The Department of Housing and Urban Development (HUD) defines a “housing-cost burdened” household as one that's spending more than 30% of its income on rent. As that percentage grows, food, utilities, and other life necessities become more difficult to afford, and yet the Joint Center for Housing Studies at Harvard University estimates that nearly half of all U.S. renters across all income levels are housing-cost burdened.

In response to this alarming statistic, apartment-search firm ABODO asked, where does this widespread housing-cost burden come from, and who is affected? Are many renters living beyond their means, or is housing just too expensive? Are only low-income renters cost burdened? How does an area's median income compare with that area's cost of living, and what subsidies exist to alleviate some of the financial pressure?

In order to answer these questions, ABODO used the U.S. Census Bureau’s 2015 American Community Survey data to select the 100 metropolitan statistical areas (MSAs) with the most renter units, and then calculated the percentage of those rental units that spent 30% or more of their 2015 income on rent (excluding “zero or negative income” or “no cash rent” households). The company then ranked those MSAs by their percentage of cost-burdened residents.

The top 19 cost-burdened cities as measured by this metric are presented in the table below, right.

In all of these cities, at least 54% of the renter population is facing a cost burden, with the Miami–Fort Lauderdale–West Palm Beach metro far ahead of the curve, at 63.89%. The vast majority of these cost-burdened renters make under $35,000 in a city where the average median income exceeds $50,000. (ABODO notes that if the population limits in the study were removed, Atlantic City, N.J., would top this list, as 65.54% of its renters are cost burdened.) The vast majority of the cities on the list are in either California or Florida.

In most of these cities, the majority of cost-burdened renters make less than $20,000; Springfield, Mass., has the highest proportion of low-income cost-burdened renters, at 57.63%. But that's not the case in all cities on the list: In urban Honolulu, for example, only 20.99% of cost-burdened renters make under $20,000, a lower percentage than that of all three categories recorded between $20,000 and $74,999. This difference can be explained, among many other factors, by urban Honolulu’s high median income and cost of living.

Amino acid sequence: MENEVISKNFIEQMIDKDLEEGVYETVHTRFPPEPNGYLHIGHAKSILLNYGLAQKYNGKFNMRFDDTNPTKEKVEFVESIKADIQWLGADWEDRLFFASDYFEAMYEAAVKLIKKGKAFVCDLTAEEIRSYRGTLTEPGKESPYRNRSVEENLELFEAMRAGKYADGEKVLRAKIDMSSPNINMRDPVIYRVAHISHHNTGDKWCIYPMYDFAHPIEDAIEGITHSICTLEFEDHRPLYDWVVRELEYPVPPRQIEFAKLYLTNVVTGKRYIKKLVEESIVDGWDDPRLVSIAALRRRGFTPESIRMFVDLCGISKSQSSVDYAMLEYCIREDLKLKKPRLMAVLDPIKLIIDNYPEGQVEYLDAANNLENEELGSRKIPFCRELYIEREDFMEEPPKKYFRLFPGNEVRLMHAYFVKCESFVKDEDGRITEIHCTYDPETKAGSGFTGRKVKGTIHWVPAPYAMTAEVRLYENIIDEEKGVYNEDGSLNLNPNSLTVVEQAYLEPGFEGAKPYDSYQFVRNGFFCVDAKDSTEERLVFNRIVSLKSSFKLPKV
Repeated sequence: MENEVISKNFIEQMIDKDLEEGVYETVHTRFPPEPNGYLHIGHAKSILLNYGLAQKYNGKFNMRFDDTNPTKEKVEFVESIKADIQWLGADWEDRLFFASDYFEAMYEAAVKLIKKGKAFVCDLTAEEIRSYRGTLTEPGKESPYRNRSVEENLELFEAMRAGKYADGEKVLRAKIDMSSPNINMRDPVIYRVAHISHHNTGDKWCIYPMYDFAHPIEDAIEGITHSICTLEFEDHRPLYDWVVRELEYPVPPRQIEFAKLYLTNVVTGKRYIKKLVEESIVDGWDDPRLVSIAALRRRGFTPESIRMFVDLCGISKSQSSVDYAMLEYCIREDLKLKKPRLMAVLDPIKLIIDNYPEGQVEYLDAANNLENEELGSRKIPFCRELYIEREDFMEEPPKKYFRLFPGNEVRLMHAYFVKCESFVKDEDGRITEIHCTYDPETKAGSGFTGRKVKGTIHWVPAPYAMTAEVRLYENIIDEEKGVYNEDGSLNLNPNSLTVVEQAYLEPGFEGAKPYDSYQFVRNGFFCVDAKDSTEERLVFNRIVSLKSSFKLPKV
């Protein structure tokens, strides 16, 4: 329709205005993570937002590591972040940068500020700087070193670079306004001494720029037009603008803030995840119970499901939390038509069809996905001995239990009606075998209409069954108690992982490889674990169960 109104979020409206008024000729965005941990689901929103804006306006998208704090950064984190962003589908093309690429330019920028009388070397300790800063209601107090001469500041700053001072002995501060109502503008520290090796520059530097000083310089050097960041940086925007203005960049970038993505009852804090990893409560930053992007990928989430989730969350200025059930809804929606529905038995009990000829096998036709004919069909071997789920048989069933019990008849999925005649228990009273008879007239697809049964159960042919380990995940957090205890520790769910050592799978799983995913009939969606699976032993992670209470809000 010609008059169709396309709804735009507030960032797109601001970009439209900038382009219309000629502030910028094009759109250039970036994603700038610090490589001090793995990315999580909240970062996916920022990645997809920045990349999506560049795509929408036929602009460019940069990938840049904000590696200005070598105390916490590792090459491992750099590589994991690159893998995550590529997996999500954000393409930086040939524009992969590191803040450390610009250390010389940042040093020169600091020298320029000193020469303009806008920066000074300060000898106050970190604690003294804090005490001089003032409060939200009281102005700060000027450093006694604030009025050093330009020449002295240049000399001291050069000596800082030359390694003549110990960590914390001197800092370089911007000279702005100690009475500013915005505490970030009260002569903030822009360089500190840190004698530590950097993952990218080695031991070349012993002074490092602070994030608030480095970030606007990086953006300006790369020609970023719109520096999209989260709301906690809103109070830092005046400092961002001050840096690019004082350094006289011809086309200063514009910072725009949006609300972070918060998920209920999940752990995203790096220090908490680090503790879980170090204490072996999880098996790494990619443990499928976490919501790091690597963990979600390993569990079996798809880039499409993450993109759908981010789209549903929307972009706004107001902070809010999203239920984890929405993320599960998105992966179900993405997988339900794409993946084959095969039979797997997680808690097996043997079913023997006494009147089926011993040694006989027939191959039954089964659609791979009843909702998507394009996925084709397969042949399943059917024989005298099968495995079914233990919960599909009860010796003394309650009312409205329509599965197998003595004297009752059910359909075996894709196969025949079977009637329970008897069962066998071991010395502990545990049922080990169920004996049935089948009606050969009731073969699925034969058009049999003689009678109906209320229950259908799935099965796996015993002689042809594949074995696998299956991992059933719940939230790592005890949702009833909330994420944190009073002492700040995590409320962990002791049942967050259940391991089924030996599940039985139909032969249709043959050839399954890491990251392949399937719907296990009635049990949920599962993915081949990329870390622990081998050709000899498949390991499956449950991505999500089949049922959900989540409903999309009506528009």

ABODO has sorted each MSA’s cost-burdened renters by their income levels and compared those levels against the MSA’s average median income.

In every instance, 80% to 90% of renters who make under $20,000 per year are cost burdened: 96.60% of Orlando–Kissimmee–Sanford, Fla.’s under-$20,000 renters are cost burdened, followed by Los Angeles, at 93.84%. In the next income bracket, at least 77% of all renters with incomes between $20,000 and $35,000 are cost burdened in each of these 19 cities. The next three income brackets—$35,000 to $50,000, $50,000 to $75,000, and $75,000 and up—begin to meet median area incomes, and, as such, fewer renters at these income levels are cost burdened.

The three metros with the highest median incomes—Bridgeport–Stamford–Norwalk, Conn.; Oxnard–Thousand Oaks–Ventura Calif.; and urban Honolulu—also have some of the highest percentages of cost-burdened renters with median incomes above $75,000. Urban Honolulu tops this chart, with 23.23% of renters making over $75,000 cost burdened there.

HUD offers subsidies to help cost-burdened renters pay rent, though the agency's low-income ceiling is based on the area median income, not on the cost of rent. (The current ceiling guideline is 80% of the local AMI.)

By comparing the number of HUD-subsidized units in an MSA with the total number of renters who are cost burdened, ABODO has charted the total possible HUD coverage in each MSA for cost-burdened renters. Springfield, Mass., has enough HUD-subsidized units to serve 47.9% of cost-burdened renters, while Orland–Kissimmee–Sanford has enough for only 6.21% of its burdened renters.

Taken together, these cost-burden data not only shed light on the factors that lead to cost burdens, but also on the resources that may or may not be available to renters. Importantly, the ABODO report notes that not all cost-burdened renters qualify for subsidies, and not all those who benefit from subsidies are cost burdened.

Surprisingly, high-rent cities such as Chicago, Philadelphia, Boston, and Houston did not make the top 19. (Philadelphia was No. 25, Boston No. 39, Chicago No. 40, and Houston No. 58.)

“Some of the largest cities in the U.S., those that usually have the highest rent, actually have [fewer] cost-burdened renters than we initially thought,” says Sam Radbil, ABODO’s senior communications manager. “And while it’s clear that a huge number of renters are cost burdened across the country, in both large and small cities, HUD subsidy benefits are limited to just a small number of the burdened renters.”